Chad Polenz
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Did Budweiser just admit their beer sucks?

Following Dan Fox’s attack on the “whine of craft beer children” after Budweiser’s pro macro Super Bowl ad, craft beer lover and writer Chad Polenz hits back.

It seems to be rather futile complaining about macro breweries, their [shady] business tactics, and their [shoddy] products.

But last night during the Super Bowl, there was a commercial for Budweiser that was clearly a shot at the entire craft beer community. All my fellow lovers of “fussy” beer were immediately up in arms; blogs have already been posted commenting on the commercial and what it means for the beer industry at large and the craft beer niche in particular.


They might as well has just said “Proud to be a big faceless corporation” sheesh!


Like I said, complaining about this is essentially just screaming into the void. In fact, responses like this are probably what Anheuser-Busch/InBev expects and wants. Their name and product are the hot topics of the moment; that kind of publicity can’t be bought. Not that that beer nor that brewery is in any way lacking in mainstream recognition, though.

When I first saw the commercial I was aghast. Not because Budweiser had insulted me (they hadn’t), but because they took the route that they did. One thing I’ve noticed about macro beer commercials (and Budweiser products in particular) is that for the last several decades they never actually claim their products are any good. They are simply 30-second comedy sketches with their brands attached.

And up until last night, the major macro breweries hadn’t really acknowledged the existence of craft beer as a negative thing (if at all). There was, however, a fairly recent Miller Lite commercial in which they said something along the lines of “…this lead to brewmasters admiring their craft,” but it was fairly neutral, if not complimentary (albeit ridiculous; as if Miller Lite had anything at all to do with perpetuating the craft beer movement).

With their “Brewed the hard way” commercial, AB/InBev essentially said (with a stone straight face) that no one drinks Budweiser for the taste! It was also a proverbial middle finger at the craft beer industry as they threw down the gauntlet and essentially said, “Now what are you gonna do about it?!”

Wow. Just wow.

To take that approach requires either chutzpah of steel, or complete and total imbeciles at the helm. Perhaps both?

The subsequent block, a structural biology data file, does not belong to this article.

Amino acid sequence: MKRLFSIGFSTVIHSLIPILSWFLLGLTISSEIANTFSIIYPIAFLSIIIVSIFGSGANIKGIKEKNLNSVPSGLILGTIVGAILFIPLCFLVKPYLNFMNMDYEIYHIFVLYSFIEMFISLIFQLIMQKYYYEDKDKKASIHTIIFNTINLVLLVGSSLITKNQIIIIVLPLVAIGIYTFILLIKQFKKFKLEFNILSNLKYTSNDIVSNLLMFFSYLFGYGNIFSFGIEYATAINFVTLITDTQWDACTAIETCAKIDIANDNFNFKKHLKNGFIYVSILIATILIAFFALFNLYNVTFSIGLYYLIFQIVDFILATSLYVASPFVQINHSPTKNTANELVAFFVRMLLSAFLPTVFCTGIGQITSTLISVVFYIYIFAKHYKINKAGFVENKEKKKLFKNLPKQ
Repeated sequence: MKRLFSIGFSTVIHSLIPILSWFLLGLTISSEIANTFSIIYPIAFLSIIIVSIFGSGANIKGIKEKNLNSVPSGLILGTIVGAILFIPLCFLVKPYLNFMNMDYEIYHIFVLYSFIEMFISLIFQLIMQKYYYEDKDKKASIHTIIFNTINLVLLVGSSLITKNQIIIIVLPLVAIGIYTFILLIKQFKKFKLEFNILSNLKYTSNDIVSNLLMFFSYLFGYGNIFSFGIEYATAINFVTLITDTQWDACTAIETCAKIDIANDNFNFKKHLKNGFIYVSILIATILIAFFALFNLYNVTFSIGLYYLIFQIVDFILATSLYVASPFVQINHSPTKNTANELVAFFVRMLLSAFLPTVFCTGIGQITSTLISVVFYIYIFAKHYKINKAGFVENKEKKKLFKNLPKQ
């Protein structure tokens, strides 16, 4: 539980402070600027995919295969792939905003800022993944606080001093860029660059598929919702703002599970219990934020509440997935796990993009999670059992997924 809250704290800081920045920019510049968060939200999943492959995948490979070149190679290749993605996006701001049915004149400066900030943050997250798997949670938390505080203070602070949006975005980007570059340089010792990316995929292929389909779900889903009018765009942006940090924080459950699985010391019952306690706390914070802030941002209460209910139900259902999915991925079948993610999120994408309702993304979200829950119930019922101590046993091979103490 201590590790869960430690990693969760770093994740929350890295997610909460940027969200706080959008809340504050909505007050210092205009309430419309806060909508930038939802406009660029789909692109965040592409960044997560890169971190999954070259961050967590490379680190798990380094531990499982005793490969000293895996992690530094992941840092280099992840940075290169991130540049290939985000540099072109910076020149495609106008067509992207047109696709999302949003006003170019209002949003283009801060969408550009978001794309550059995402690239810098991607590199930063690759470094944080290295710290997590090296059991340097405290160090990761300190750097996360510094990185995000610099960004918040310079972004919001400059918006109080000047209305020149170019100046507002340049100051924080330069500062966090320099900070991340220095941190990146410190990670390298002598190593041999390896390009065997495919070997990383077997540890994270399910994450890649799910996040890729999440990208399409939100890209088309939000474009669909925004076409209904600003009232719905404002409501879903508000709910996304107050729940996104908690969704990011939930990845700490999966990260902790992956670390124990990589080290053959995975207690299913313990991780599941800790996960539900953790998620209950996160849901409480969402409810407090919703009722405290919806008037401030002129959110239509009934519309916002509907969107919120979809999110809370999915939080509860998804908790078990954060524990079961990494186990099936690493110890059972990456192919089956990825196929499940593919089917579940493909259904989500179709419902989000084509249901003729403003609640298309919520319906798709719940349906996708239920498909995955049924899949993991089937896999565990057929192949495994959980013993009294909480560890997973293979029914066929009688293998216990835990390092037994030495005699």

What’s really funny was the fact they came across as stereotypical buffoons in the process. I’m surprised they didn’t have “Meathead Rob Lowe” as a pitchman saying “Pumpkin peach beers are for pussies! Real men drink Budweiser!” and absolutely mean it. That was the implication, after all.


He should be holding a Budweiser, not an energy drink.


Now, there are a million ways to react to this commercial, as people and craft breweries already have done on social media. So this blog is admittedly just another teardrop in the ocean. There’s nothing I can really say, not even less than 24 hours later, that hasn’t already been said. All I really want to add to the conversation is that this commercial isn’t something to be angry about, but something to be viewed optimistically. It marks a pivotal point in the paradigm shift of the entire beer industry. Gandhi supposedly said, “First they ignore you, then they laugh at you, then they fight you, then you win.” Clearly, we’re well into the third phase as we’ve seen numerous attempts by ABI to buy up distributors, bully the competition with litigation, and lobby at the state and national level for more ridiculous regulations that only harm small breweries. This article at does a great job of rounding up some of the most egregious examples.

It’s actually something worth celebrating, because we know what’s coming next.


Chad Polenz is a 38-year-old IT professional by day and a beer blogger by night. He posts daily beer reviews on his blog He also writes about beer events, news and trends for the Times Union newspaper of Albany, NY at Mr. Polenz recently co-authored his first book “The Handbook of Porters and Stouts” which is available for sale online and at most major book retailers ( Chad is an award-winning homebrewer, a beer judge, and a Cicerone Certified Beer Server.

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